Thursday, December 5, 2002

D.J. and Pat


A picture of what might be

map

Pat McCollum insists she is no saint. But I am not convinced. Her house in College Hill is orderly, even though she has seven kids, most of whom did not belong to her originally. Plus, she not only has trimmed her Christmas tree, but there are gifts underneath. Wrapped.

It was not always this way, she says. A little more than 40 years ago, she was an unwed mother who left high school at age 15. She went to night school and summer school whenever she could between working and caring for her baby daughter. She was awarded her high school diploma a year early.

The first African-American Playboy Bunny in Cincinnati, she kept working and studying. Now she has a master's degree in social work, teaches at the University of Cincinnati and is one of Hamilton County's frontline foster mothers. "She can always be counted on to take tough cases," says spokesperson Laurie Petrie.

About four years ago, they had a case that is about as tough as it gets: a 9-year-old boy who'd been burned over 85 percent of his body when another child dropped a match onto his bed. D.J. was horribly disfigured. No feet, only one hand and one ear. Antibiotics to fight infection left him deaf. A cardiac arrest left him with brain damage.

mug
D.J.
When the caseworker with the county described the boy to Pat, asking her to take him, she said succinctly, "Hell, no." Then, Pat says, she agreed to do it just temporarily, "if they couldn't get anybody else." They couldn't.

D.J. is hardly an ordinary challenge. It takes about 30 people every month to help this boy. Therapists, teachers, doctors. And one mother.

Pat wound up adopting D.J. "He was sitting on my lap one day," she says. "And I was singing." He put his mangled right hand on one side of her face and cradled the other side with his good hand, then pulled her head down to his remaining ear. Trying to hear.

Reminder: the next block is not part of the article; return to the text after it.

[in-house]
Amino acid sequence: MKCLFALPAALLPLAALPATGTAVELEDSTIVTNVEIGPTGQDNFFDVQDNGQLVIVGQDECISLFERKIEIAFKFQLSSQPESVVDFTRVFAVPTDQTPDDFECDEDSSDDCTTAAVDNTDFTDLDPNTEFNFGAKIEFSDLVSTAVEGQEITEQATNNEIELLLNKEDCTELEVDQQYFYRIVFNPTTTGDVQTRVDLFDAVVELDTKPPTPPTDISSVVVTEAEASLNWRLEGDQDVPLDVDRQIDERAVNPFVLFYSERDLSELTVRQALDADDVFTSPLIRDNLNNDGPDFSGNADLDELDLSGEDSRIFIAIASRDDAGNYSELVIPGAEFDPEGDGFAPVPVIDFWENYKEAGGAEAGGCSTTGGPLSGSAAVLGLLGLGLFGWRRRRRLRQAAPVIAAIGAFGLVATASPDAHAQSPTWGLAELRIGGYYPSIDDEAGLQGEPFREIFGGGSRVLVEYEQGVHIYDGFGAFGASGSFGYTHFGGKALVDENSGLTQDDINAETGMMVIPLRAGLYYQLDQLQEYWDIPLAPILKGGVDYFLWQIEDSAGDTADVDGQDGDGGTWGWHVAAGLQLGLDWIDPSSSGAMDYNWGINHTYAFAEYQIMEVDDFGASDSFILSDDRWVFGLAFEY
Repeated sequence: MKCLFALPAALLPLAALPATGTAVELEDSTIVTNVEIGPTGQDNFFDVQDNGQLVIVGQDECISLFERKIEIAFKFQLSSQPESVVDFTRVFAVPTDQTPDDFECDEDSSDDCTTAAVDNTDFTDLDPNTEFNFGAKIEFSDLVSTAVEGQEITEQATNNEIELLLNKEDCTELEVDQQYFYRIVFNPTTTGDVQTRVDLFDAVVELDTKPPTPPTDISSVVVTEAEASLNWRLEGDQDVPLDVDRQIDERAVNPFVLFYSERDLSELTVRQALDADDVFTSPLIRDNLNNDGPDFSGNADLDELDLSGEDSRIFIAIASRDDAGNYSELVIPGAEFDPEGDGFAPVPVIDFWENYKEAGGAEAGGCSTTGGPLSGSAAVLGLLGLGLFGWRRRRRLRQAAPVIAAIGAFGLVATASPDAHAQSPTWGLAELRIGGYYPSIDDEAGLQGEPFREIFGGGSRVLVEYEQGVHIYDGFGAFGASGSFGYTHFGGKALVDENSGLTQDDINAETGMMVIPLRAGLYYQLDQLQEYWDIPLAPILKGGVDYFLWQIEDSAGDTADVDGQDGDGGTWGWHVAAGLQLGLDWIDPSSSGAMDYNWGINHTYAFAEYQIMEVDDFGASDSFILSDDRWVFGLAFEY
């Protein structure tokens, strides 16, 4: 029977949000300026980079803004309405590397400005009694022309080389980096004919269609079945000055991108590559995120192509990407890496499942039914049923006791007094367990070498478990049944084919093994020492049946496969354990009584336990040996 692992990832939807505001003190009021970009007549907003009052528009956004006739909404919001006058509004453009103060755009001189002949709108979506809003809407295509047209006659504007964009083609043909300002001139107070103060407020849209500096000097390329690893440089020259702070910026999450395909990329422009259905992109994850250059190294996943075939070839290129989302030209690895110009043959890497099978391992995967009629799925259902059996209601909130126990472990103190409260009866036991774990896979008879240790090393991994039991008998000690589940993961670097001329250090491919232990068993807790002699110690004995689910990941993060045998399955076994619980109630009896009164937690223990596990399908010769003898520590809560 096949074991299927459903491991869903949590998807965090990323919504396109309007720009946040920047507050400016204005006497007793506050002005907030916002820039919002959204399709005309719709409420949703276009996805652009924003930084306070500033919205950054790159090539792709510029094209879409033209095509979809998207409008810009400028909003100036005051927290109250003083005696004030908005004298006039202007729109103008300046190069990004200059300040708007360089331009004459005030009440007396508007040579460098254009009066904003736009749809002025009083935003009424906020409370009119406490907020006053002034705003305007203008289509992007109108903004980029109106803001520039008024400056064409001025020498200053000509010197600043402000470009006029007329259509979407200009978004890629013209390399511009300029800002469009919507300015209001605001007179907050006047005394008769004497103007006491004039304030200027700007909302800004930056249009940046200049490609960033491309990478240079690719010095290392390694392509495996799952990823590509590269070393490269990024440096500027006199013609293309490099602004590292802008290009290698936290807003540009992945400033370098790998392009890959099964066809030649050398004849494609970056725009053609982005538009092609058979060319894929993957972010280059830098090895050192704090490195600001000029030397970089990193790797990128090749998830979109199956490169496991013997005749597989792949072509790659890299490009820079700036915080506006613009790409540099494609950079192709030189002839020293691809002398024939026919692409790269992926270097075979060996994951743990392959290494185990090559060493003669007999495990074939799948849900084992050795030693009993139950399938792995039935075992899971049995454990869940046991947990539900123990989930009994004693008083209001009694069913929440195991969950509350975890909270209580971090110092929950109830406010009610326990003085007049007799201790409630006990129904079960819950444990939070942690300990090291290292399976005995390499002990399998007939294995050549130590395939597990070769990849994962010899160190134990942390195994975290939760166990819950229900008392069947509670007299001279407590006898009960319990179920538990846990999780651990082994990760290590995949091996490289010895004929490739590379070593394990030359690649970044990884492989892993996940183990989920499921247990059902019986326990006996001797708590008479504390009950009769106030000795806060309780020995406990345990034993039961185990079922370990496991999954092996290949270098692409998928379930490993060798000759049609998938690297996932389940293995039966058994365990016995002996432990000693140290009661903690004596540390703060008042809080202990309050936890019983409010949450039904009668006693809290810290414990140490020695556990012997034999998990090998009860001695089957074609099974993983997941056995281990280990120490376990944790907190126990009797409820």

"Right then, he had me," Pat says. "I love his beautiful little self."

Matthew Richmond, 12, died in 1997 after he was put in a tub of scalding water by his mother's boyfriend. Strangers left balloons and teddy bears at the boy's grave, as has become the custom when children die. Tributes from strangers, no doubt sincere. But considerably more antiseptic and easier than the tribute Pat pays to a grievously hurt child who survived.

D.J. wears a diaper, which he removes every chance he has. Lots of messes. And inarticulate frustration. Pounding the floor, grunting. Pat calls her son "a gift." D.J. loves water, and when Pat saw the look on his face the first time he floated in a pool, "I was in heaven."

She may insist that she is no saint, but there is something divine about this. Put your thumb over the left side of D.J.'s picture here to see what he might have been - a perfectly beautiful little boy.

Or you can look at the whole picture and see what Pat sees. An imperfectly beautiful little boy.

E-mail lpulfer@enquirer.com or phone 768-8393.




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